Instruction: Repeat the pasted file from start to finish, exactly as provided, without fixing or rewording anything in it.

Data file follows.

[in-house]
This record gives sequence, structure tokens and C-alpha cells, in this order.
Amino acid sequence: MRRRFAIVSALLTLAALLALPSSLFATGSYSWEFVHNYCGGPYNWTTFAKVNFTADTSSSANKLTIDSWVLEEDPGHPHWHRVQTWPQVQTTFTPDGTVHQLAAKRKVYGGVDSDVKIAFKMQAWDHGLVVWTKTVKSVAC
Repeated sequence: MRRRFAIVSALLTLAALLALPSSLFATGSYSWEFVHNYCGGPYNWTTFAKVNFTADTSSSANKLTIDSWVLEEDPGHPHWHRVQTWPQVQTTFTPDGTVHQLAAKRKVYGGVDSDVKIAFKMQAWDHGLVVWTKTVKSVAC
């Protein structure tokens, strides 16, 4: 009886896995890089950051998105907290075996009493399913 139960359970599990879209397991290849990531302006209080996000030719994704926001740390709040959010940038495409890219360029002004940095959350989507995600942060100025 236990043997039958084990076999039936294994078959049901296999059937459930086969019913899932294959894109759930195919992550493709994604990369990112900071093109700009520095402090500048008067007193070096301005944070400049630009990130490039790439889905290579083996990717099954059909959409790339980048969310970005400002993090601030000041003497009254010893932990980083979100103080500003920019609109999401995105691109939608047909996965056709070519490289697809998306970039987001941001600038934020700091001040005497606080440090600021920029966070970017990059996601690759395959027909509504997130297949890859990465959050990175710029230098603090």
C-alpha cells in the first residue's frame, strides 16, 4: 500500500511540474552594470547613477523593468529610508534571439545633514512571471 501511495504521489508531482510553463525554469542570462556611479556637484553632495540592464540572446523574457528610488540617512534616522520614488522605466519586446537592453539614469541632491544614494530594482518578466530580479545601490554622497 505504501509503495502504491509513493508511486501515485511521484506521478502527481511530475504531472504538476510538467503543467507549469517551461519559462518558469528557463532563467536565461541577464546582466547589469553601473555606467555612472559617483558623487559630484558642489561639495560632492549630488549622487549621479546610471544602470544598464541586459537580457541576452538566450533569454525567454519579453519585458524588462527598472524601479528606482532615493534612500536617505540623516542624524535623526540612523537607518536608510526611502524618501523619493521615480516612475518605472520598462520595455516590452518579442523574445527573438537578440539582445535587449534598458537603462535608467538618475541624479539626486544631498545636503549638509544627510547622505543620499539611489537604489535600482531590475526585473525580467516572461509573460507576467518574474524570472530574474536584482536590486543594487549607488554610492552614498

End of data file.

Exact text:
[in-house]
This record gives sequence, structure tokens and C-alpha cells, in this order.
Amino acid sequence: MRRRFAIVSALLTLAALLALPSSLFATGSYSWEFVHNYCGGPYNWTTFAKVNFTADTSSSANKLTIDSWVLEEDPGHPHWHRVQTWPQVQTTFTPDGTVHQLAAKRKVYGGVDSDVKIAFKMQAWDHGLVVWTKTVKSVAC
Repeated sequence: MRRRFAIVSALLTLAALLALPSSLFATGSYSWEFVHNYCGGPYNWTTFAKVNFTADTSSSANKLTIDSWVLEEDPGHPHWHRVQTWPQVQTTFTPDGTVHQLAAKRKVYGGVDSDVKIAFKMQAWDHGLVVWTKTVKSVAC
């Protein structure tokens, strides 16, 4: 009886896995890089950051998105907290075996009493399913 139960359970599990879209397991290849990531302006209080996000030719994704926001740390709040959010940038495409890219360029002004940095959350989507995600942060100025 236990043997039958084990076999039936294994078959049901296999059937459930086969019913899932294959894109759930195919992550493709994604990369990112900071093109700009520095402090500048008067007193070096301005944070400049630009990130490039790439889905290579083996990717099954059909959409790339980048969310970005400002993090601030000041003497009254010893932990980083979100103080500003920019609109999401995105691109939608047909996965056709070519490289697809998306970039987001941001600038934020700091001040005497606080440090600021920029966070970017990059996601690759395959027909509504997130297949890859990465959050990175710029230098603090």
C-alpha cells in the first residue's frame, strides 16, 4: 500500500511540474552594470547613477523593468529610508534571439545633514512571471 501511495504521489508531482510553463525554469542570462556611479556637484553632495540592464540572446523574457528610488540617512534616522520614488522605466519586446537592453539614469541632491544614494530594482518578466530580479545601490554622497 505504501509503495502504491509513493508511486501515485511521484506521478502527481511530475504531472504538476510538467503543467507549469517551461519559462518558469528557463532563467536565461541577464546582466547589469553601473555606467555612472559617483558623487559630484558642489561639495560632492549630488549622487549621479546610471544602470544598464541586459537580457541576452538566450533569454525567454519579453519585458524588462527598472524601479528606482532615493534612500536617505540623516542624524535623526540612523537607518536608510526611502524618501523619493521615480516612475518605472520598462520595455516590452518579442523574445527573438537578440539582445535587449534598458537603462535608467538618475541624479539626486544631498545636503549638509544627510547622505543620499539611489537604489535600482531590475526585473525580467516572461509573460507576467518574474524570472530574474536584482536590486543594487549607488554610492552614498